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Red Cross thanks Katrina volunteers

Volunteers shared their experiences and what they learned in the disaster areas.
Monday, November 7, 2005 | 12:00 a.m. CST; updated 11:08 p.m. CDT, Monday, July 14, 2008

As a storm raged outside the Columbia Expo Center and the lights flickered inside, Red Cross volunteers had to laugh at the familiar situation.

The setting was fitting for the Saturday evening event in which the Red Cross recognized its hurricane volunteers.

Boone County has deployed 23 volunteers to Hurricane Katrina’s disaster areas; seven are currently in the field.

Three volunteers shared their stories and photos, providing an overview of the volunteer experience.

Ron Sergent recently retired from Jefferson Junior High School, where he taught eighth-grade social studies for more than 20 years. He was one of many first-time volunteers who learned the meaning of “battlefield promotions.”

Sergent started working in Homa, La., as an emergency relief vehicle driver. In a matter of hours, he became a vehicle coordinator, then the site supervisor. Finally, he was sent to the headquarters in Homa as a district food coordinator. There, he managed seven emergency relief vehicles and the distribution of 250,000 snacks, 200,000 bottles of water and 150,000 meals over 15 days of service.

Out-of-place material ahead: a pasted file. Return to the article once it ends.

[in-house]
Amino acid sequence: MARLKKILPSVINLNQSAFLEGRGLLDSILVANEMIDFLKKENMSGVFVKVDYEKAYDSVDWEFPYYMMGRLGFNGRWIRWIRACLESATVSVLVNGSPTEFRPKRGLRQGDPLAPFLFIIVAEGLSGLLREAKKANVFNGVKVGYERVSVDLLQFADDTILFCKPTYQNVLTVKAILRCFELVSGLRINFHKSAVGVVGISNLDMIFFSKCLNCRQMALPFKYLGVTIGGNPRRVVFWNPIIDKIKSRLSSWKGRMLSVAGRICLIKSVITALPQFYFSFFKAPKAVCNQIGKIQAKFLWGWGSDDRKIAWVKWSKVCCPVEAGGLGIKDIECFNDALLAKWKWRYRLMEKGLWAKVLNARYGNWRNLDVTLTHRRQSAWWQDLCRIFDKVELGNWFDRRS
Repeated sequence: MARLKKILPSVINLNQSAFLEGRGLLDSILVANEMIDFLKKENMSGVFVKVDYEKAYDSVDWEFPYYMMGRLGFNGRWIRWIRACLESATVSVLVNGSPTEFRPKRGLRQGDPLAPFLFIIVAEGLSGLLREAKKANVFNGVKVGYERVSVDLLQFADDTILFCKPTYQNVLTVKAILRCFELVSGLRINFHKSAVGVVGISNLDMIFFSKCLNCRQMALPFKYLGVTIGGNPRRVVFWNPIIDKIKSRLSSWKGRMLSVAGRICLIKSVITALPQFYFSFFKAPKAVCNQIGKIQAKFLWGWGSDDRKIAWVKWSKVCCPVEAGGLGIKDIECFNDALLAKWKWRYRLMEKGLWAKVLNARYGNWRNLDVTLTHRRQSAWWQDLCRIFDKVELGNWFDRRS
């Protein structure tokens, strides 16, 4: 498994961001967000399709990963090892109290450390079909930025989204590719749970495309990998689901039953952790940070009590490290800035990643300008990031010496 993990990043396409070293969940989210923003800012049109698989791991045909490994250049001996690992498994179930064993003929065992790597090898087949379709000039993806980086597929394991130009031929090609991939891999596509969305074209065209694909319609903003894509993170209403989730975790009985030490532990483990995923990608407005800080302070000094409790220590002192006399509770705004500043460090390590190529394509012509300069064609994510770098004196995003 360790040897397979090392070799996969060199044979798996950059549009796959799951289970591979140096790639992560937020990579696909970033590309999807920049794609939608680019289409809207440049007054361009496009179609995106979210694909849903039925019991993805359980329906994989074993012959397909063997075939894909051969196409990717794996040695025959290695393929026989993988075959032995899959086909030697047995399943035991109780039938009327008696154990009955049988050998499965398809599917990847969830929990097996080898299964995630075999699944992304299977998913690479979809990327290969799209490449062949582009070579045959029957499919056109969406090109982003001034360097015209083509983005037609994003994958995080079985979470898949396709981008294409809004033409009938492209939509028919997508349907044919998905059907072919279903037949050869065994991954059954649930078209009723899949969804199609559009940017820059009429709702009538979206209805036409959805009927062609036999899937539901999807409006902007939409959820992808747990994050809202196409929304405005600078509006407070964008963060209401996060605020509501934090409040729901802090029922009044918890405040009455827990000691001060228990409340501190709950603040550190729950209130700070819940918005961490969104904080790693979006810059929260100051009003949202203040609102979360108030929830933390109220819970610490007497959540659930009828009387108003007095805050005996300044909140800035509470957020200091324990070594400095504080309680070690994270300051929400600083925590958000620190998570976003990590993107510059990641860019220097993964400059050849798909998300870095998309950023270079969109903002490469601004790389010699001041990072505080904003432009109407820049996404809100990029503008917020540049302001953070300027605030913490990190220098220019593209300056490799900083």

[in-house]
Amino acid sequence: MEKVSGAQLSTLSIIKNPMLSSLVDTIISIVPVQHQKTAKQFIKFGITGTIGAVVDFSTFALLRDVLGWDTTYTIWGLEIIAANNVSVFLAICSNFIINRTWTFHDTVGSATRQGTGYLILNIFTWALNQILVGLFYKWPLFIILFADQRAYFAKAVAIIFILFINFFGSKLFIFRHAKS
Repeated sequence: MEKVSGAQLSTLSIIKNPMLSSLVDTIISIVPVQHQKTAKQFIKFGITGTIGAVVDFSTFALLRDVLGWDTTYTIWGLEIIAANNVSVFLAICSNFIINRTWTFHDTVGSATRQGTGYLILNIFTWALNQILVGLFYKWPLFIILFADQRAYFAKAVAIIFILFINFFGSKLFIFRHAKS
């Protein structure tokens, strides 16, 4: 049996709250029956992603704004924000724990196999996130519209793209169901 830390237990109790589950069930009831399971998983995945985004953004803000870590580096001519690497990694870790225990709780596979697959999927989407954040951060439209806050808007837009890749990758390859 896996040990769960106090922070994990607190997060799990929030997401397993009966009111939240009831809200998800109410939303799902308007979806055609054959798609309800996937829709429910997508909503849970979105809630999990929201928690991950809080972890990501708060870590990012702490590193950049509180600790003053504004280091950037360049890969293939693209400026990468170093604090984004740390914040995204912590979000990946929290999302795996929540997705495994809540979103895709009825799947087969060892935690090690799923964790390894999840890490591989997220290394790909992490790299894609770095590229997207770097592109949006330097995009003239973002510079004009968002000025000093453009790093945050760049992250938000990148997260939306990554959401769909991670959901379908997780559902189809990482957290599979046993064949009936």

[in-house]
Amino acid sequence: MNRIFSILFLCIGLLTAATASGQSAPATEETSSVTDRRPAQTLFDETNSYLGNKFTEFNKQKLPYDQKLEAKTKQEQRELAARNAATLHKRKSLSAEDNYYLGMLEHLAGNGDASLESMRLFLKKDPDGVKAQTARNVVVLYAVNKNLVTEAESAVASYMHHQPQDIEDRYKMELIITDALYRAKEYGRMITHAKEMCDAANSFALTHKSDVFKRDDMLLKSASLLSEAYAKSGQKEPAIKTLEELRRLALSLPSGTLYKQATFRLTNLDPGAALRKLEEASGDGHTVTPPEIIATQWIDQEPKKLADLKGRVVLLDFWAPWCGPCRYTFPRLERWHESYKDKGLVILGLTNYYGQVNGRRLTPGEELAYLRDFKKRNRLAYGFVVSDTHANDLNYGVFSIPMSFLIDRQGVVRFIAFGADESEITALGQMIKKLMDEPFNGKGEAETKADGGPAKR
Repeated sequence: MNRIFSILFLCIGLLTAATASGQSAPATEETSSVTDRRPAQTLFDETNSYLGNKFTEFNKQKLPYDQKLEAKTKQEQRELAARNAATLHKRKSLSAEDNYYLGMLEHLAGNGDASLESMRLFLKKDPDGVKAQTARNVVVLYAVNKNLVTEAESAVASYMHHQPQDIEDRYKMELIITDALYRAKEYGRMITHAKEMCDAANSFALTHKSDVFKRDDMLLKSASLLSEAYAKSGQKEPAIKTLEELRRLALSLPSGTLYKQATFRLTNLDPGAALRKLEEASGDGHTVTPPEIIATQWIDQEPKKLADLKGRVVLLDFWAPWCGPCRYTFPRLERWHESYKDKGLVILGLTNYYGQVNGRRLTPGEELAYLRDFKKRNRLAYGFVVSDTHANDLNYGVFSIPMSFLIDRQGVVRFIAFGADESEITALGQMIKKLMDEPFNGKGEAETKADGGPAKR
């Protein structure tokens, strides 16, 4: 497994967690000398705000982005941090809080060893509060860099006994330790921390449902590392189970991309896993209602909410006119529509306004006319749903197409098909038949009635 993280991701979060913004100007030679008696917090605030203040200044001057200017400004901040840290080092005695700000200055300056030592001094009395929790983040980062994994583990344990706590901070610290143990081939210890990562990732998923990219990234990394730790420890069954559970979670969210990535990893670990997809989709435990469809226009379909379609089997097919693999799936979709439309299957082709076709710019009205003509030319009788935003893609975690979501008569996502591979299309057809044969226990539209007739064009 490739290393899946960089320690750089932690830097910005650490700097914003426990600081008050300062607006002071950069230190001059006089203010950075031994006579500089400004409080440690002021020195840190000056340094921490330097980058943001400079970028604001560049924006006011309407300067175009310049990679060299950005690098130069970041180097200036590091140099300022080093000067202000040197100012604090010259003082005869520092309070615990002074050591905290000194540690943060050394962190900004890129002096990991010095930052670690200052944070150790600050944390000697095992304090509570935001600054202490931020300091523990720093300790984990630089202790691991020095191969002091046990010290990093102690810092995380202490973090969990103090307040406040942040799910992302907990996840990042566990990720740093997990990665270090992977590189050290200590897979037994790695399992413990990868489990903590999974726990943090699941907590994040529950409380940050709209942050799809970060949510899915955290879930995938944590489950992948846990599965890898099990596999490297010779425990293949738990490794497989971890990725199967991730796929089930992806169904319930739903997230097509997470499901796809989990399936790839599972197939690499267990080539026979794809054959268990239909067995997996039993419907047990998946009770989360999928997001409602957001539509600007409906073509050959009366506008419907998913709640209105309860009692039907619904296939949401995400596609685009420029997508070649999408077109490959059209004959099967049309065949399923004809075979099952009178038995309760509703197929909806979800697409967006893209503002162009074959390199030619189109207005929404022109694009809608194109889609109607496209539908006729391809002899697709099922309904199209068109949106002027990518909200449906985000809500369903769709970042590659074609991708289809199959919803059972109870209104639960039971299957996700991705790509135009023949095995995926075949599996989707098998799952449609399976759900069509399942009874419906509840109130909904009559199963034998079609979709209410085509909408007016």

“The Red Cross is the first on the scene to give people what they desperately need,” Sergent said. “It was the hardest work I’ve ever done.”

Another volunteer stepped off a plane from Baton Rouge, La., the day of the recognition ceremony. Dale Beasley spent 15 days in a shelter coordinating food and water shipments — missing his 50th wedding anniversary in the process. He and his wife, Laura, have volunteered with the Red Cross for two years.

Beasley spoke of difficulties stocking and storing enough food to feed the 4,800 people in his shelter. Tears came to his eyes as his described two truckers who made an emergency drive nonstop to and from Denver to stock food.

“They arrived with food that had to be used that night,” Beasley said. “Some things couldn’t happen but for the grace of God.”

Beasley recalled the gratitude of one evacuee who stopped him in Wal-Mart and asked, “Sir, may I hug you? God bless you, and God bless the Red Cross.”

Dale Huffington, a retired MU administrator and the current chairman of the board of directors for Boone County’s Red Cross chapter, said he volunteers as a way to say thank you for the good fortune in his own life.

“Red Cross is something to believe in,” he said.

Huffington was able to help feed a young woman and her two children, who were sleeping on cots in a neighbor’s yard after their home had been destroyed.

“We live very comfortable lives, but it all could be gone just as quickly,” he said.

Jutta Hopkins, the Boone County chapter’s executive director, focused on the chapter and the service that continues close to home. She said the Boone County chapter has helped 500 evacuees start the journey to recovery and has collected $350,000 to donate to the relief effort.

Eight of Boone County’s 23 hurricane volunteers were present at the Saturday night event.

“They give three weeks of their lives and come back to business as usual,” Hopkins said. “Tonight was about thanking them.”


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